As usual, when I brought her out, she acted as though it was the end of the world. We're talking frantic, high pitched screaming. As she often does, she gagged while crying, and just as I was going to reach for the paci to calm her down, she threw up all over the place. And again, and then one more time. It was very mucousy and so she had a little trouble breathing for a minute. I'm convinced she puked up her entire 5am feeding.
I gave her a little time to recover before I tried feeding her again. We just recently bumped her feedings up to 26 cals/oz from 24 cals/oz and I'm wondering if she isn't tolerating the richer diet as well. I ended up giving her some breastmilk without the added formula for her next feeding to help settle her stomach. She seemed to do fine and actually at 4 1/2 oz (which is a miracle around here these days).
The evaluation went really well and she was in great spirits for it. Everyone was very supportive and encouraging and worked really well with The Chubs. She seemed to dig all the attention. The evaluation lasted about an hour and a half. They observed several areas while she played including fine motor, gross motor, and speech/communication skills. The speech therapist reiterated what we already knew... that she was doing great in the communication department. They said her sitting skills were very good and that overall she was doing fairly well in gross motor. Her fine motor skills are lagging, which is why we brought her in the first place, but they said she has a lot of skills that they can build on to help her improve in that area. In the end she qualified for therapy with feeding (which we desperately need due to her oral aversion), and fine motor skills.
I have to say, I was incredibly relieved. This means that someone will be working with her as long as needed to get her caught up and if something else comes up that she needs help with along the way, since we already qualified for the program, they will simply set us up with a different therapist that specializes in whatever she needs. I feel like I finally have the support I need to help The Chubs reach her fullest potential.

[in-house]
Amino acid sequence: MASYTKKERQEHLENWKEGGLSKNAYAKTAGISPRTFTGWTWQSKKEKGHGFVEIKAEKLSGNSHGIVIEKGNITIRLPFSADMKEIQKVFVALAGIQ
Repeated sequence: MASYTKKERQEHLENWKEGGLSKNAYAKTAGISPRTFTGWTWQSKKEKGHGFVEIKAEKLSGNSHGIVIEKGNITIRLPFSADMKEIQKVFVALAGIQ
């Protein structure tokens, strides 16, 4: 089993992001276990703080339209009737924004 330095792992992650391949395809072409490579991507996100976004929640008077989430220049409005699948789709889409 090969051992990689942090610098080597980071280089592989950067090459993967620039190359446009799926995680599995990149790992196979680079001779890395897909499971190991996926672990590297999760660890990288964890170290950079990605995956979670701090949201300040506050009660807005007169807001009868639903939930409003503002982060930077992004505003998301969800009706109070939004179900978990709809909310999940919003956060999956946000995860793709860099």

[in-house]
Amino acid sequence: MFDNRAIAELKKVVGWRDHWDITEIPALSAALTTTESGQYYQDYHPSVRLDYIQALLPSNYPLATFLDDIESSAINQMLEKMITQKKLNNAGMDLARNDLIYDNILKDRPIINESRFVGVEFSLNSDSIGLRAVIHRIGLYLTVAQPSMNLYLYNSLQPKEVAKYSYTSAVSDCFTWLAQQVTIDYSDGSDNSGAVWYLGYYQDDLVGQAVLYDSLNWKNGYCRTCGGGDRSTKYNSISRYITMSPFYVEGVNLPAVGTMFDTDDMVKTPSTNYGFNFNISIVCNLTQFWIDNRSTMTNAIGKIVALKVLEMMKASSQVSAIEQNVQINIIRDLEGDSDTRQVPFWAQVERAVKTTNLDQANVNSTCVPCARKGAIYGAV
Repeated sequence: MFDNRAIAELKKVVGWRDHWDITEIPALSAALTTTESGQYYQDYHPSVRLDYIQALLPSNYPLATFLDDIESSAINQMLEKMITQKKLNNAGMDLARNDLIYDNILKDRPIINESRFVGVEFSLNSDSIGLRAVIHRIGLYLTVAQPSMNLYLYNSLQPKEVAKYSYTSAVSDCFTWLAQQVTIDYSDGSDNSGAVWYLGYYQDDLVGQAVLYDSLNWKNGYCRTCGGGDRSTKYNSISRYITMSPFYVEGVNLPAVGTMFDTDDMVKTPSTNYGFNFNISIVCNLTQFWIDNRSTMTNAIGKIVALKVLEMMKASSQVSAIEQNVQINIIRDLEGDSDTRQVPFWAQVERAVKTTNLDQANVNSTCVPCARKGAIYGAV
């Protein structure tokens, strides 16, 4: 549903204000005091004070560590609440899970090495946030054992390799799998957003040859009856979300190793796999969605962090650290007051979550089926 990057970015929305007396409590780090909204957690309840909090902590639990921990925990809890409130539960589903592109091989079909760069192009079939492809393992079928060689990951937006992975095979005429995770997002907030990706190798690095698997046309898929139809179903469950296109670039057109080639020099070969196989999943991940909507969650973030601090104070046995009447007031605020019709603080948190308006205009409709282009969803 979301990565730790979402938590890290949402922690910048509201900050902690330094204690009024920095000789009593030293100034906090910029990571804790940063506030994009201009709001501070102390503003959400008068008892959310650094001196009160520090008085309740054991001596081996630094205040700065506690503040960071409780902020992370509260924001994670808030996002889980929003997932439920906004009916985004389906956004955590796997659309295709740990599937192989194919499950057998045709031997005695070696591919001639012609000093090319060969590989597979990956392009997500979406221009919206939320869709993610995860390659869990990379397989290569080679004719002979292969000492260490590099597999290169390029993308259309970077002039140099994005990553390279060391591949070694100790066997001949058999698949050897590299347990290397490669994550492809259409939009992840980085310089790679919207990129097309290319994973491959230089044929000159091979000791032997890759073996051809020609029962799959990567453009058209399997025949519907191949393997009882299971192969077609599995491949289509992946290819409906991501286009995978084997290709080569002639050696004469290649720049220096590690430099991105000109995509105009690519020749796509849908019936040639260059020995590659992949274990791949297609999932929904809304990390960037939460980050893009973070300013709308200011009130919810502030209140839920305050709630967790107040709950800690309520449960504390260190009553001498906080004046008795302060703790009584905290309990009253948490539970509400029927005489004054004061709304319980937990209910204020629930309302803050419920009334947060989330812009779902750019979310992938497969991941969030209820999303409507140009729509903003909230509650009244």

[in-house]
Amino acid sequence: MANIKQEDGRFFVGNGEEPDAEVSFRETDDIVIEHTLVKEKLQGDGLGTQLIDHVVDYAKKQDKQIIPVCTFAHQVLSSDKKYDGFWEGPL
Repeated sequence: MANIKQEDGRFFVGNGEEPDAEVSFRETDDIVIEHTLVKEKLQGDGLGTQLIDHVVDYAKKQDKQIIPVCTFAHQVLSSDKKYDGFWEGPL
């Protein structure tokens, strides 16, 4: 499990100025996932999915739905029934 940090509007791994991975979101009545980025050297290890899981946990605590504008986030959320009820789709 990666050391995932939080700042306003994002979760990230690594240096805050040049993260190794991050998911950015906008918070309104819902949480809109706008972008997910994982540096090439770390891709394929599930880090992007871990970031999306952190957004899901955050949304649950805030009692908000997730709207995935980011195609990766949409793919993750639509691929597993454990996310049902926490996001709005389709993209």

Some observations they had regarding her fine motor skills:
- She's a little apprehensive to grab and reach for new things. They'll be working on her comfort level with experimenting and touching objects that she is not familiar with
- The simpler the toy, the better (which kind of goes hand in hand with her apprehension to grab or touch items that are too loud, or feel very different). They had some great very simple items that she grabbed for and held onto for a long time. I think we need to go shopping for some new toys for her.
- She needs to be able to observe the toy from afar, and from about eye level before she feels comfortable grabbing it. Once she has it she needs time to adjust to it before she brings it to her mouth. A lot of this sensory stuff also sheds some light as to why she doesn't want to open her mouth for a spoon and solids. They will be working with her to get comfortable with the spoon itself and the food before trying to get her to eat from it.
- Overall she's much more interested in faces and people (which they could clearly gather from our play time), so putting toys up by our face to attract her attention definitely helped. They also recommended putting food on my face for her to grab and experiment with feeling the texture (it grosses me out thinking about it, but hey, whatever works!).
- She also loves to play with her feet, hands and clothes (all of which she has more control over) so putting toys on her wrists and ankles that make noise might be a good way to transition her into feeling more comfortable playing with objects outside of herself.